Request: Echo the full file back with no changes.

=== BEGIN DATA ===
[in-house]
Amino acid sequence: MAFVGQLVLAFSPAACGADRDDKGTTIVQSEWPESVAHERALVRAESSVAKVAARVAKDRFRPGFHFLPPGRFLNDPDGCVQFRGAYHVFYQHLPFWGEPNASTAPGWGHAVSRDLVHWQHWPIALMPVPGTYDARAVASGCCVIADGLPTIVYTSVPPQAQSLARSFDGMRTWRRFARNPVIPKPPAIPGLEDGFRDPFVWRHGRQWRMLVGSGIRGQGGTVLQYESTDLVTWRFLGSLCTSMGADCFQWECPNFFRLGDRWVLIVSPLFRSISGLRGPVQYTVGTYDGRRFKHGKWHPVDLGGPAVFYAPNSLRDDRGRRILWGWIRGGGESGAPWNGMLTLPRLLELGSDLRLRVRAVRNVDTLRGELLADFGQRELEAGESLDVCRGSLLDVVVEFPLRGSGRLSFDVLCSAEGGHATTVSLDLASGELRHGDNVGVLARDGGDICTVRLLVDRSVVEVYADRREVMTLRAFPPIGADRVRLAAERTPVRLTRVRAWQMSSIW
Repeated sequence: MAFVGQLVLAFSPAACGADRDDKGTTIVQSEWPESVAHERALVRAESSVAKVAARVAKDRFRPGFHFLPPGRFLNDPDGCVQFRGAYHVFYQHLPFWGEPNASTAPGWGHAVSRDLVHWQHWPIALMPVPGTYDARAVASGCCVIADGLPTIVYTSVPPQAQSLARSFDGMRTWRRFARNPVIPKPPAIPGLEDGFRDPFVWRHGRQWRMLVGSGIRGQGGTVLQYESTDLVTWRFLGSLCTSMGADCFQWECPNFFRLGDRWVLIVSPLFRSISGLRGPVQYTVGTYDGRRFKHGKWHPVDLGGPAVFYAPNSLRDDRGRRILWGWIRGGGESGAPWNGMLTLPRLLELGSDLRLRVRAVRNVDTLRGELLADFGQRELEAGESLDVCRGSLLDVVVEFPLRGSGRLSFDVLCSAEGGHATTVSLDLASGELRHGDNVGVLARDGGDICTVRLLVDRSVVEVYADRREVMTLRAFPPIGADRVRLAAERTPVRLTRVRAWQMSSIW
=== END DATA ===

[in-house]
Amino acid sequence: MAFVGQLVLAFSPAACGADRDDKGTTIVQSEWPESVAHERALVRAESSVAKVAARVAKDRFRPGFHFLPPGRFLNDPDGCVQFRGAYHVFYQHLPFWGEPNASTAPGWGHAVSRDLVHWQHWPIALMPVPGTYDARAVASGCCVIADGLPTIVYTSVPPQAQSLARSFDGMRTWRRFARNPVIPKPPAIPGLEDGFRDPFVWRHGRQWRMLVGSGIRGQGGTVLQYESTDLVTWRFLGSLCTSMGADCFQWECPNFFRLGDRWVLIVSPLFRSISGLRGPVQYTVGTYDGRRFKHGKWHPVDLGGPAVFYAPNSLRDDRGRRILWGWIRGGGESGAPWNGMLTLPRLLELGSDLRLRVRAVRNVDTLRGELLADFGQRELEAGESLDVCRGSLLDVVVEFPLRGSGRLSFDVLCSAEGGHATTVSLDLASGELRHGDNVGVLARDGGDICTVRLLVDRSVVEVYADRREVMTLRAFPPIGADRVRLAAERTPVRLTRVRAWQMSSIW
Repeated sequence: MAFVGQLVLAFSPAACGADRDDKGTTIVQSEWPESVAHERALVRAESSVAKVAARVAKDRFRPGFHFLPPGRFLNDPDGCVQFRGAYHVFYQHLPFWGEPNASTAPGWGHAVSRDLVHWQHWPIALMPVPGTYDARAVASGCCVIADGLPTIVYTSVPPQAQSLARSFDGMRTWRRFARNPVIPKPPAIPGLEDGFRDPFVWRHGRQWRMLVGSGIRGQGGTVLQYESTDLVTWRFLGSLCTSMGADCFQWECPNFFRLGDRWVLIVSPLFRSISGLRGPVQYTVGTYDGRRFKHGKWHPVDLGGPAVFYAPNSLRDDRGRRILWGWIRGGGESGAPWNGMLTLPRLLELGSDLRLRVRAVRNVDTLRGELLADFGQRELEAGESLDVCRGSLLDVVVEFPLRGSGRLSFDVLCSAEGGHATTVSLDLASGELRHGDNVGVLARDGGDICTVRLLVDRSVVEVYADRREVMTLRAFPPIGADRVRLAAERTPVRLTRVRAWQMSSIW